This classic Eisenhower diagram helps to sort important and urgent tasks from the less important less urgent ones.
The grid is a simple concept that General Eisenhower put forward in the second world war. But it still holds true today. The thing to determine is what I should be doing next (this is the basis of David Allen’s GTD).
The answer that Eisenhower provided was that the next thing to do is that which is most important and most urgent. This does not mean that you should be waiting until everything is urgent, on the contrary proactiveness means doing things as soon as possible.
But what it does mean, is that you need to determine what is important and what is urgent.
Urgent and important
First of all these two things should not be confused, importance is not the same thing as urgency. something could be urgent (post a letter in time for collection) but not important (it’s just a return to sender). But filling in your tax return on the last day before the deadline is probably important (should be) and most certainly urgent because the deadline is close.
It may be extremely important for you to make money or achieve your business objectives, but not urgent. You will achieve your objective over the course of your one to three-year plan.
However it is probably most urgent and important to invoice the €2000 on the last day of the month.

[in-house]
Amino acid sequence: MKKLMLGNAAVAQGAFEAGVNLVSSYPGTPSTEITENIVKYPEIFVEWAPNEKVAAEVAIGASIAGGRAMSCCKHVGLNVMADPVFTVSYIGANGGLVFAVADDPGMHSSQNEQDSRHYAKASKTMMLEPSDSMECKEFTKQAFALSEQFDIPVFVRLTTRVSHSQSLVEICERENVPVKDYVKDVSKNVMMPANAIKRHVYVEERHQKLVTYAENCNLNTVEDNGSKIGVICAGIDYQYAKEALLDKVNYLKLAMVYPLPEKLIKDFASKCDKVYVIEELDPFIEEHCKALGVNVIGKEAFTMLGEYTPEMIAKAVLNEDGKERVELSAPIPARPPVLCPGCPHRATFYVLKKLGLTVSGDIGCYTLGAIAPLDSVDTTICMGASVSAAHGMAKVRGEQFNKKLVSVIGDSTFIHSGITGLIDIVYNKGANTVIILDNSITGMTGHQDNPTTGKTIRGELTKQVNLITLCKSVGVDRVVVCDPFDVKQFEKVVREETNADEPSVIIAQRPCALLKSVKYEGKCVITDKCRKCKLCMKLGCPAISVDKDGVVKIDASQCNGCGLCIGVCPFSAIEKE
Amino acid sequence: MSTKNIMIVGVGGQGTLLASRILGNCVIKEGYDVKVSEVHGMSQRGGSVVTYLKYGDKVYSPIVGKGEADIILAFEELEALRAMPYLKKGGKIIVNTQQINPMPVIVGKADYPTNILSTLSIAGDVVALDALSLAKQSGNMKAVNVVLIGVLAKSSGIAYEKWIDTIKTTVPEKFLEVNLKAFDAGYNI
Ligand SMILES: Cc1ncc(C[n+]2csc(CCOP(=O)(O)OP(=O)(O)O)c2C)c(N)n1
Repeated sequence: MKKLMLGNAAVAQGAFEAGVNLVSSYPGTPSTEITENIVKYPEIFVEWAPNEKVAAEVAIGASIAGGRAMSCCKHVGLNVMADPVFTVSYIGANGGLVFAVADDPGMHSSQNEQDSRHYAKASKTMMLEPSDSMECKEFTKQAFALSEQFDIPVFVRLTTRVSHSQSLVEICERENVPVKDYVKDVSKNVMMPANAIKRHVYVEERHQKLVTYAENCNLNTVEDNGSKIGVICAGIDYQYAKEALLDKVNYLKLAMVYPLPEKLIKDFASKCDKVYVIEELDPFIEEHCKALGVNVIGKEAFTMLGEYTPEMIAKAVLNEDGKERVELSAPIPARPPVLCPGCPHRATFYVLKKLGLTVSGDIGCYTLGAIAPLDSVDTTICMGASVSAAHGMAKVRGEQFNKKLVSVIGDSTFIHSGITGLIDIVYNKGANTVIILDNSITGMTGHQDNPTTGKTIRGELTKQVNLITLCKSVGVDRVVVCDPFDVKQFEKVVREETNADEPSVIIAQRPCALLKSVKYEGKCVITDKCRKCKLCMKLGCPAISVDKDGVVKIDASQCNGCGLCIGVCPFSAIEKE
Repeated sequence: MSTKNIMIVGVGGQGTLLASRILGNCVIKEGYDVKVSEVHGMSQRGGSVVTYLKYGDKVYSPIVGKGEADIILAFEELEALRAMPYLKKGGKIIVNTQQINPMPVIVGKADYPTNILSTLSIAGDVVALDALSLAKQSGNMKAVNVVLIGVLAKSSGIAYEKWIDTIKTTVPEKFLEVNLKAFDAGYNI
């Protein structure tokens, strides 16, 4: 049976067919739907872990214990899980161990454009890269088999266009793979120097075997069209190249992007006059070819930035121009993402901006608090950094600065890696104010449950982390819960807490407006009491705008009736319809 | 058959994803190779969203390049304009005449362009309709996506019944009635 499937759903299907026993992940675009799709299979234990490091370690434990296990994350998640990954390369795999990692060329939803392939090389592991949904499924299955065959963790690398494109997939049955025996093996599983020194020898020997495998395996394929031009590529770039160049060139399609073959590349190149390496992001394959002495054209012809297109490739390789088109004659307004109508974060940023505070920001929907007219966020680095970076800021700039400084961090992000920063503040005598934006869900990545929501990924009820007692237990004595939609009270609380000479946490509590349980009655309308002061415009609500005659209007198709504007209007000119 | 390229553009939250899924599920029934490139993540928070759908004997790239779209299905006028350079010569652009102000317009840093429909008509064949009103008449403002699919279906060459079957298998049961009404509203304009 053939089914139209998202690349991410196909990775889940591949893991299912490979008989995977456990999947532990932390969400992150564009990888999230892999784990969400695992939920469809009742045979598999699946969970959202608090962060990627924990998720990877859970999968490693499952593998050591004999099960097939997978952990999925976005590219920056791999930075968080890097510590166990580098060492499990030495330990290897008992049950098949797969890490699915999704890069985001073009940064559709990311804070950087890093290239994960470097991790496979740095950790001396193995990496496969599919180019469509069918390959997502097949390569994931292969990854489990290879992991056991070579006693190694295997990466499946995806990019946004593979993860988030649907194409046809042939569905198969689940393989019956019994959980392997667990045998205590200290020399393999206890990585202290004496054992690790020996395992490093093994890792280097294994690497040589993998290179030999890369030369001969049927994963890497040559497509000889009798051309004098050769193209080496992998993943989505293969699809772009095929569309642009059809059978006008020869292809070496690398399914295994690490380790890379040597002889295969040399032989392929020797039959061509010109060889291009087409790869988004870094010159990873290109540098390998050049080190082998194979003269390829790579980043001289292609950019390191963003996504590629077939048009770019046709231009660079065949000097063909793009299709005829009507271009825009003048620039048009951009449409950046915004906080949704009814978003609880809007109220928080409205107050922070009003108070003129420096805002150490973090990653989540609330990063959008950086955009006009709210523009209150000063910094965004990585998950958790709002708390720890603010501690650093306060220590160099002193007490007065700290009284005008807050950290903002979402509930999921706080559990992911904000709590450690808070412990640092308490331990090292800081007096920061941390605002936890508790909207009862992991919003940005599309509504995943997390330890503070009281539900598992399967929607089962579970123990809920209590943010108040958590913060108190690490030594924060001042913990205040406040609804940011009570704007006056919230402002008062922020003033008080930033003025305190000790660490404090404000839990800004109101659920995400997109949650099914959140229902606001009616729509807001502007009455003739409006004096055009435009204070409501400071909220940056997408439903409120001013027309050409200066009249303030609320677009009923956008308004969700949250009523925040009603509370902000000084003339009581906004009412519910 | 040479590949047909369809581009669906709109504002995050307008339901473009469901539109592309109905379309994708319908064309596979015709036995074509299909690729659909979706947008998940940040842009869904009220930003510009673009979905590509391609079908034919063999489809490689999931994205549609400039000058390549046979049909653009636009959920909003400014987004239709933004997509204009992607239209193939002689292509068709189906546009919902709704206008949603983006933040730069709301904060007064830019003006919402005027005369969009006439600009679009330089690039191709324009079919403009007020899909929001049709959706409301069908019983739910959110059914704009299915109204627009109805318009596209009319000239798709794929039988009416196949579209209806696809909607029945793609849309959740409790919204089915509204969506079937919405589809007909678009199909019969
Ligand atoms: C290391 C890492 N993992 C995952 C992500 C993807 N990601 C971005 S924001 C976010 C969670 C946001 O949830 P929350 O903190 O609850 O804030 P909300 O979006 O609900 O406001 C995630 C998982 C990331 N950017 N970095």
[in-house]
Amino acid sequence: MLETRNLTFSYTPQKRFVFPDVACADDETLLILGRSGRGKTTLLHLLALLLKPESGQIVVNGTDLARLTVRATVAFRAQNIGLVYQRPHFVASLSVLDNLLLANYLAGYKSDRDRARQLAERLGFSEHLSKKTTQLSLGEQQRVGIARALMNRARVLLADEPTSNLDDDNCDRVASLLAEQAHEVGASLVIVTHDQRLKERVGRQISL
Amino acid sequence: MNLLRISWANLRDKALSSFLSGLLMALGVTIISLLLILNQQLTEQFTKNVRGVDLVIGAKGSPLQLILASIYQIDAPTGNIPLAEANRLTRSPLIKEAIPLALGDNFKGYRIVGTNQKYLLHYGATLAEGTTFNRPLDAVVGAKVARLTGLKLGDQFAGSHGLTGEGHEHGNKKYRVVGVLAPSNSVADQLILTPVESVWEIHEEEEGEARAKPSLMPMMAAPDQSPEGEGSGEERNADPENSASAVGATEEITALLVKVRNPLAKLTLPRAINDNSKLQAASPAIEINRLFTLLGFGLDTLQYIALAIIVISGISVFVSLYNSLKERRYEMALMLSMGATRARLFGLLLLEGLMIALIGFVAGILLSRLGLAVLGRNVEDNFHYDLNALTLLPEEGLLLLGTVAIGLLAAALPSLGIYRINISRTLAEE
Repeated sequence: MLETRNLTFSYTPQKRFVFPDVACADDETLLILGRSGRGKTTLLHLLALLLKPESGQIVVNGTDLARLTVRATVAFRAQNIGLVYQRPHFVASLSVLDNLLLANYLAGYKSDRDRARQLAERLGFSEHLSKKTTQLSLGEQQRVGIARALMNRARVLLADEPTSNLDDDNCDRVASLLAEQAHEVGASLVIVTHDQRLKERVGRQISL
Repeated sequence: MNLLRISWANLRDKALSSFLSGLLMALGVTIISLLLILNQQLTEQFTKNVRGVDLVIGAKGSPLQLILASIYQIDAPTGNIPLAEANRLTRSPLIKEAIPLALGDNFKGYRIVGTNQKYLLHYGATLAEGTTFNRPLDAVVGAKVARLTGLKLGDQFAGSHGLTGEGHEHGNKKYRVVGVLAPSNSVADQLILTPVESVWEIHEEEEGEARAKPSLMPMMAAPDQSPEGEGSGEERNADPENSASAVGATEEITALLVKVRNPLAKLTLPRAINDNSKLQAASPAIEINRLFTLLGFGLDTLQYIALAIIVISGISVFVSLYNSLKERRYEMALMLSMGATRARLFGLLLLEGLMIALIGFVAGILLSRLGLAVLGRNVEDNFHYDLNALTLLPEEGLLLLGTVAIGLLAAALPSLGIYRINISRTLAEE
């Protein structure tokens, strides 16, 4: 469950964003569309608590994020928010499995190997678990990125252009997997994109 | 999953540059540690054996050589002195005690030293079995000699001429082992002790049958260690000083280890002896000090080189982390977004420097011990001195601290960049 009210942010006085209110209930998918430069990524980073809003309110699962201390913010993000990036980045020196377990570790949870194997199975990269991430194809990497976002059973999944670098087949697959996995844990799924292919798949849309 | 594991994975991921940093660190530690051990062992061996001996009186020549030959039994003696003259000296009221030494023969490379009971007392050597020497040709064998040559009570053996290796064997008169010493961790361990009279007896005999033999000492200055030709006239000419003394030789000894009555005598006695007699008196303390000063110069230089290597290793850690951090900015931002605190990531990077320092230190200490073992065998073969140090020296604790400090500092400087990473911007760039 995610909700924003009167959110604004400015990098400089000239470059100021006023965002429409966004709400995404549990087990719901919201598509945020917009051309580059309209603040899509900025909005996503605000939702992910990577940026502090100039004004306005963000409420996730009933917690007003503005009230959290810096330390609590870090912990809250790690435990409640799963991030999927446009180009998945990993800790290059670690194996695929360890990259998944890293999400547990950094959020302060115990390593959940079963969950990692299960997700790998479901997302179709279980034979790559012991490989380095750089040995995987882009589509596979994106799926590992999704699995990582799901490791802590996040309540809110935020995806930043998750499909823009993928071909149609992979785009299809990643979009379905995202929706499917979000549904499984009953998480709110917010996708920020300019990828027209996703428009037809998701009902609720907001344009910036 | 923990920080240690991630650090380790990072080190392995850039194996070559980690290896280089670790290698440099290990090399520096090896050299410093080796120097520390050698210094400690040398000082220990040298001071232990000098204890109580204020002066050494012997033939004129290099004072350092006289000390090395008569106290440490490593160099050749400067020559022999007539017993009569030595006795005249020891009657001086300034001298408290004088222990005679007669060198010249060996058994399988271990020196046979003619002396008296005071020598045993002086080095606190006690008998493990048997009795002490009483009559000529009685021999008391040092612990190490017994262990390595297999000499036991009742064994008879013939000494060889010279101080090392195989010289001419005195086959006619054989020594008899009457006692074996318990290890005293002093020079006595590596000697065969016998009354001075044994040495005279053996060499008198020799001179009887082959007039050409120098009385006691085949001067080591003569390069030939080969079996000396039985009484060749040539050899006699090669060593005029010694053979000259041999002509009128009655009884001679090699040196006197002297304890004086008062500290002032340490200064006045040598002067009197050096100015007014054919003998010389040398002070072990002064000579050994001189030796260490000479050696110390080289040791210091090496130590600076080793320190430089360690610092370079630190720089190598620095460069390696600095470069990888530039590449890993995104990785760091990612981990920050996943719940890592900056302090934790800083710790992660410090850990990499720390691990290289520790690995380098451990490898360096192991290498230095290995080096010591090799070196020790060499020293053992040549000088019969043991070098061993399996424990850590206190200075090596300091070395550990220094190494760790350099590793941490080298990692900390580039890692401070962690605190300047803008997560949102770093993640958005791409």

So long as the concept of urgent and important are clear, I’ve noticed that a kanban, and notably a Trello Kanban, can be a very useful and easy tool to implement this system.
The principle here is to use the horizontal (X) access for urgent and not urgent and the vertical (Y) access to represent importance. But the other thing I noticed is that we (I) tend to do things at the top of the list first; or rather I place important things at the top of the list.
I have integrated Trello into my everyday work. So it’s now a natural reflex to move the urgent column to the left. The important stuff is at the top, and so the important, urgent tasks (the first ones to do = next action) are those at the top left. And those are the ones that I am most likely to see.
If I have many columns off to the right (although I try to limit to 4 or 5 columns. We tend to read left-to-right, so I will read what is at the top left first.
This helps with the review process. When you are looking for things to do, you can just simply look at the top left of the screen. If you made the investment in organising your stuff, you will quickly find what you need to do next.
Everything is relative of course. The things that you classify as important and urgent may not be to anyone else. It’s what you consider to be important and urgent.
Trello, therefore, helps you implement GTD and Eisenhower. It gives you a quick and easy way to sort your important urgent tasks from the non-important non-urgent tasks. These tasks will get done later unless you move the tiles on the Kanban grid.